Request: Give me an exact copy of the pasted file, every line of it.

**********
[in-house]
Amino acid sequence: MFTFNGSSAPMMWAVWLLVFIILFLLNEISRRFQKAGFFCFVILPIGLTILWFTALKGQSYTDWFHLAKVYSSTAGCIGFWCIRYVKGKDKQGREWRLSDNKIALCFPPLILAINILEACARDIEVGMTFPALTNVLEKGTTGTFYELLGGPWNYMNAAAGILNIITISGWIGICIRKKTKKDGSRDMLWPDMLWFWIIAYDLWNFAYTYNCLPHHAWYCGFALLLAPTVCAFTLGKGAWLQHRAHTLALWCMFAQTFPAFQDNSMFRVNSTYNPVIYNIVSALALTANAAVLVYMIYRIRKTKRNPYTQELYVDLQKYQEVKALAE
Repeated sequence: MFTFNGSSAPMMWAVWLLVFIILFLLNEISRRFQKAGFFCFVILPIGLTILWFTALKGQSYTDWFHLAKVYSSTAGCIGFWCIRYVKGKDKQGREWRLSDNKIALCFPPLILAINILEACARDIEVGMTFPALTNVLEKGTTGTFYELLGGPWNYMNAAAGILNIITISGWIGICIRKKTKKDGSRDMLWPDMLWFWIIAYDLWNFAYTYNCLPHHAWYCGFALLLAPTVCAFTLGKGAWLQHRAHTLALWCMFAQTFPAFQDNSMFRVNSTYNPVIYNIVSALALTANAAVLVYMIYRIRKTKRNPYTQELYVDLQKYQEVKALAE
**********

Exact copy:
[in-house]
Amino acid sequence: MFTFNGSSAPMMWAVWLLVFIILFLLNEISRRFQKAGFFCFVILPIGLTILWFTALKGQSYTDWFHLAKVYSSTAGCIGFWCIRYVKGKDKQGREWRLSDNKIALCFPPLILAINILEACARDIEVGMTFPALTNVLEKGTTGTFYELLGGPWNYMNAAAGILNIITISGWIGICIRKKTKKDGSRDMLWPDMLWFWIIAYDLWNFAYTYNCLPHHAWYCGFALLLAPTVCAFTLGKGAWLQHRAHTLALWCMFAQTFPAFQDNSMFRVNSTYNPVIYNIVSALALTANAAVLVYMIYRIRKTKRNPYTQELYVDLQKYQEVKALAE
Repeated sequence: MFTFNGSSAPMMWAVWLLVFIILFLLNEISRRFQKAGFFCFVILPIGLTILWFTALKGQSYTDWFHLAKVYSSTAGCIGFWCIRYVKGKDKQGREWRLSDNKIALCFPPLILAINILEACARDIEVGMTFPALTNVLEKGTTGTFYELLGGPWNYMNAAAGILNIITISGWIGICIRKKTKKDGSRDMLWPDMLWFWIIAYDLWNFAYTYNCLPHHAWYCGFALLLAPTVCAFTLGKGAWLQHRAHTLALWCMFAQTFPAFQDNSMFRVNSTYNPVIYNIVSALALTANAAVLVYMIYRIRKTKRNPYTQELYVDLQKYQEVKALAE